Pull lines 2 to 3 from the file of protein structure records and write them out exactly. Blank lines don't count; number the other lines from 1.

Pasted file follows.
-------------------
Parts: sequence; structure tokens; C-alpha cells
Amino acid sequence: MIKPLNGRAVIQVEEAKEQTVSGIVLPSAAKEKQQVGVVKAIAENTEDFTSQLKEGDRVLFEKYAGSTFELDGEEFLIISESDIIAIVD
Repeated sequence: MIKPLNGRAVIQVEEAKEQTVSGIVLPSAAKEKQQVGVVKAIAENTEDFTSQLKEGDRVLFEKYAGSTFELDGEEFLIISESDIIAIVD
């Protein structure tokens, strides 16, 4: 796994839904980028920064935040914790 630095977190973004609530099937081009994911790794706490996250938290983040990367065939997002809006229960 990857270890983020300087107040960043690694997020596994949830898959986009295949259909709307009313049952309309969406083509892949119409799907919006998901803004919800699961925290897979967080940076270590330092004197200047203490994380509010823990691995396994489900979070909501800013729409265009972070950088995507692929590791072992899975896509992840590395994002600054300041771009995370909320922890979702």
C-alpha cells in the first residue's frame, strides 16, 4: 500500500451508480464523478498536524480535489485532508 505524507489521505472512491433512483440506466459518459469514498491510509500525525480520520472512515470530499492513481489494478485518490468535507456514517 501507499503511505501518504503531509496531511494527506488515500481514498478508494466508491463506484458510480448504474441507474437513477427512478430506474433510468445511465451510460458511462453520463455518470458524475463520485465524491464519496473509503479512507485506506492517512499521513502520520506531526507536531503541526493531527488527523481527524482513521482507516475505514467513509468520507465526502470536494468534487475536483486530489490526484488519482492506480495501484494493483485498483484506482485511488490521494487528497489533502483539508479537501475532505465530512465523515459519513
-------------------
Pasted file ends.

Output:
Amino acid sequence: MIKPLNGRAVIQVEEAKEQTVSGIVLPSAAKEKQQVGVVKAIAENTEDFTSQLKEGDRVLFEKYAGSTFELDGEEFLIISESDIIAIVD
Repeated sequence: MIKPLNGRAVIQVEEAKEQTVSGIVLPSAAKEKQQVGVVKAIAENTEDFTSQLKEGDRVLFEKYAGSTFELDGEEFLIISESDIIAIVD